- Apr 22, 2019
37x12.5x17 Cooper STT Pros. I really like them. Good on the rocks, wear well on the street, good in mud. Good in deep snow. Not too loud. Not great wet traction on the street.I'll play.
First set of tires on the Taco were 295/75r17 STMaxx. Tore a sidewall on second trip. Really good grip on wet rocks, decent in mud, no experience in sand but I would assume they would be decent. Ran them for just over 25k and never had another sidewall tear. My girl is a heavy bitch but sidewalls flexed nicely at 15 psi. Five of them are still in my shed....
Because all the cool kids went to 35s, I got six Nitto Mud Grapplers in a 35/12.50r17. Did the usual fender/bedside trimming and beat the fuck out of the pinch weld. I absolutely loved these tires. Grippy as hell on any surface from wet or snowy roads to mud, rocks, you name it. 4.88s with ARBs front and rear were installed right before the 35s went on as did the supercharger. As you can guess mileage went down a tad. Only bad thing about the Nittos was the tread wear(and the NOISE). I know the soft compound was why the grip was so good, but 28k with rotating 2 spares and I was down to harder rubber and grip disappeared. After a few scary on road incidents, I decided new tires were in order.
Despite really wanting to try the STT Pros, I went with the Toyo MTs because I got a great deal. They balanced well, which is typical of any Toyo, and they were concentric. They have nowhere near the grip of the Nittos, and I definitely have to run lower pressure to get the sidewall flex and grip that I had with the Nittos. Not sure I would buy again, but have about 20k on them and tread wear seems good. Minimal tread chunking despite a decent amount of rock crawling done on them.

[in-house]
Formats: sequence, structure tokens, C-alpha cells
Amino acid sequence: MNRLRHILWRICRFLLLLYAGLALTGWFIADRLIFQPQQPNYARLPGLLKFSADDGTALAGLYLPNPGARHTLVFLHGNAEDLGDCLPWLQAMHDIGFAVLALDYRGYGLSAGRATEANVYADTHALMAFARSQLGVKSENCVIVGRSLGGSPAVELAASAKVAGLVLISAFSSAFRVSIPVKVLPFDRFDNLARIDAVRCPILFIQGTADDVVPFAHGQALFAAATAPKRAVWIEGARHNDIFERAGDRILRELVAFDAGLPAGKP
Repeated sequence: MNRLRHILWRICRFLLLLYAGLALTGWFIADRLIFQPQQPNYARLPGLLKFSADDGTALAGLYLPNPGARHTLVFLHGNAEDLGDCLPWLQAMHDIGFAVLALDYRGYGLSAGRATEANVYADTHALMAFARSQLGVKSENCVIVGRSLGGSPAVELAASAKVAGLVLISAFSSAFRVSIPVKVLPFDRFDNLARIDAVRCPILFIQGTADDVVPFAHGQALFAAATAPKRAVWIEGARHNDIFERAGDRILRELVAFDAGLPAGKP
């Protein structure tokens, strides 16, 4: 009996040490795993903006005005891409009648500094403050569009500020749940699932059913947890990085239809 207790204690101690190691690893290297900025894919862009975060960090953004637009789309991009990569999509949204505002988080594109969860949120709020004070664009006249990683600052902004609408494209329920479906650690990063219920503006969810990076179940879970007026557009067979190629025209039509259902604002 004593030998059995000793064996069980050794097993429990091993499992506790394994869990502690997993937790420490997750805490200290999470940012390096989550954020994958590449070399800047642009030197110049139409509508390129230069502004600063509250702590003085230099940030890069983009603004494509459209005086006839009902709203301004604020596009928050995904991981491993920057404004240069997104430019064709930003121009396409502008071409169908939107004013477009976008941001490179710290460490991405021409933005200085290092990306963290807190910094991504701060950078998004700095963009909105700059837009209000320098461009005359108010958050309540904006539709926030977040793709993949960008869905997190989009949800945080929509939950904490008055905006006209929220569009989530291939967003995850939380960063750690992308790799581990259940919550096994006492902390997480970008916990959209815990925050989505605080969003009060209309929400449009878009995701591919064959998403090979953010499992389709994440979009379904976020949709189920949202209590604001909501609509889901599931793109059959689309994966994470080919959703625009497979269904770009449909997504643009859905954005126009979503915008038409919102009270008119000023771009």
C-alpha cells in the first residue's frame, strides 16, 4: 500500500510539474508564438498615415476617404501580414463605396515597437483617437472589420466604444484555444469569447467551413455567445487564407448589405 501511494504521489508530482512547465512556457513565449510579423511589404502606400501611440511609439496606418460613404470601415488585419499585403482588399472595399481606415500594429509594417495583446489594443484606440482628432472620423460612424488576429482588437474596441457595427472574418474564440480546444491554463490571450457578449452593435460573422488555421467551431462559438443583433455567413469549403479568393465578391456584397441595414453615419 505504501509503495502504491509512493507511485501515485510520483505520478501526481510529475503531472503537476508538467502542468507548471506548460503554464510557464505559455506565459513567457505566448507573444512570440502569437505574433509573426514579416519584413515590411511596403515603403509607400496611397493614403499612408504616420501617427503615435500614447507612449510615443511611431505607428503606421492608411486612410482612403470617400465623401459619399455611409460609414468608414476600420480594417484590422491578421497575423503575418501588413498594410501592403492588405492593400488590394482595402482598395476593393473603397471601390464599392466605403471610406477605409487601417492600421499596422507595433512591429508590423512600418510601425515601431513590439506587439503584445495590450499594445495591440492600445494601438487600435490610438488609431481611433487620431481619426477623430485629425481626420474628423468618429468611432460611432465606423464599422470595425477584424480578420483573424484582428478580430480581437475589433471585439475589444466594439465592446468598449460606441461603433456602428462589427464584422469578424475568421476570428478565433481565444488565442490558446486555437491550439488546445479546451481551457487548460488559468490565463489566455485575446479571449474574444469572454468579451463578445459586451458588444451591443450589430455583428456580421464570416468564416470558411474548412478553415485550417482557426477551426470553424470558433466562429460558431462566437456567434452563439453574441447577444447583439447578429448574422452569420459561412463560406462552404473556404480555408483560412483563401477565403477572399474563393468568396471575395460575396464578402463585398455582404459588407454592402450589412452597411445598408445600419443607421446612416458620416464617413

@HolyHandGrenade can chime in with firewall tubbing pics and feedback on his tires.
37s on a Tacoma is a shit ton of work.
@Stairgod helped me do it (read pulled my ass out of the fire).
-Relocate body mount
-1” Body Lift
-Remove both kick panels inside
-Remove ECU (UCON as well in my case)
-Pull all wiring away from cut / weld area
-Pull back carpet and padding on both sides of firewall (I don’t have carpet so I didn’t have Worry about that part)
-Remove front fenders for better access
-Unbolt everything from top of inner fenders
-Space under hood fuse box up while cutting and welding (I used a 2x4 chunk)
-Remove coil overs
-Cut. Turn tires. Cut. Turn tires. Repeat until nothing rubs. Then cut a little more.
-Begin making panels to fill new gaping holes in inner fenders and cab. (Then call your friend @Stairgod when you realize you’re in over your head)
-Weld in new panels, as well as 1/8” plate to rebuild vertical structure of cab
-Seam sealer / paint.
-Remount / relocate everything you unbolted from inner fenders prior to cutting
-Make all wiring fit back under kick panels
-Put front fenders back on and cut to clear tires
-Build flatbed so you don’t have to cut bed
Be careful. The factory seam sealer is quite flammable. So is the carpet, padding, and insulation on both sides of the firewall.
Last step? Enjoy your new trail capabilities.
You can probably get away with cutting less. But this is how to do it if you don’t want 37s to rub anywhere at full stuff or lock to lock.
If this sounds like too much work, my truck is for sale